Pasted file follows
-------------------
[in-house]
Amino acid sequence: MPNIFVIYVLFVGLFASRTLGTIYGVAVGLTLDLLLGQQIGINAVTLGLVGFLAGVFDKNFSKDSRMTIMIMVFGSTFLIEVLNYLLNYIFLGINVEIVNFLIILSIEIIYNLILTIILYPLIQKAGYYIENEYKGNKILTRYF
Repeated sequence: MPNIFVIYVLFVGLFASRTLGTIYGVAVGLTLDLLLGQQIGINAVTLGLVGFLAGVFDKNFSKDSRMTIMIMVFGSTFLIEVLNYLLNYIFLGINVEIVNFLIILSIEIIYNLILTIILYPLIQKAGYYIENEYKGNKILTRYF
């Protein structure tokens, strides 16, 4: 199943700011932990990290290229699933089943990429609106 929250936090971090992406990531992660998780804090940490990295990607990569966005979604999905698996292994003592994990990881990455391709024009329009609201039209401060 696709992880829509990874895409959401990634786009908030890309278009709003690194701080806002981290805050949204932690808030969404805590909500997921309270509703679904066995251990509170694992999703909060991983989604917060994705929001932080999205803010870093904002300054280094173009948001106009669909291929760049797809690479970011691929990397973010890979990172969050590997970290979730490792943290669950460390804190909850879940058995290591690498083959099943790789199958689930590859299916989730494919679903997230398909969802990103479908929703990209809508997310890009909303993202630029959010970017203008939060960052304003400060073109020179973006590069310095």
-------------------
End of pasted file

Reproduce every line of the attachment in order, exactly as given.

[in-house]
Amino acid sequence: MPNIFVIYVLFVGLFASRTLGTIYGVAVGLTLDLLLGQQIGINAVTLGLVGFLAGVFDKNFSKDSRMTIMIMVFGSTFLIEVLNYLLNYIFLGINVEIVNFLIILSIEIIYNLILTIILYPLIQKAGYYIENEYKGNKILTRYF
Repeated sequence: MPNIFVIYVLFVGLFASRTLGTIYGVAVGLTLDLLLGQQIGINAVTLGLVGFLAGVFDKNFSKDSRMTIMIMVFGSTFLIEVLNYLLNYIFLGINVEIVNFLIILSIEIIYNLILTIILYPLIQKAGYYIENEYKGNKILTRYF
């Protein structure tokens, strides 16, 4: 199943700011932990990290290229699933089943990429609106 929250936090971090992406990531992660998780804090940490990295990607990569966005979604999905698996292994003592994990990881990455391709024009329009609201039209401060 696709992880829509990874895409959401990634786009908030890309278009709003690194701080806002981290805050949204932690808030969404805590909500997921309270509703679904066995251990509170694992999703909060991983989604917060994705929001932080999205803010870093904002300054280094173009948001106009669909291929760049797809690479970011691929990397973010890979990172969050590997970290979730490792943290669950460390804190909850879940058995290591690498083959099943790789199958689930590859299916989730494919679903997230398909969802990103479908929703990209809508997310890009909303993202630029959010970017203008939060960052304003400060073109020179973006590069310095």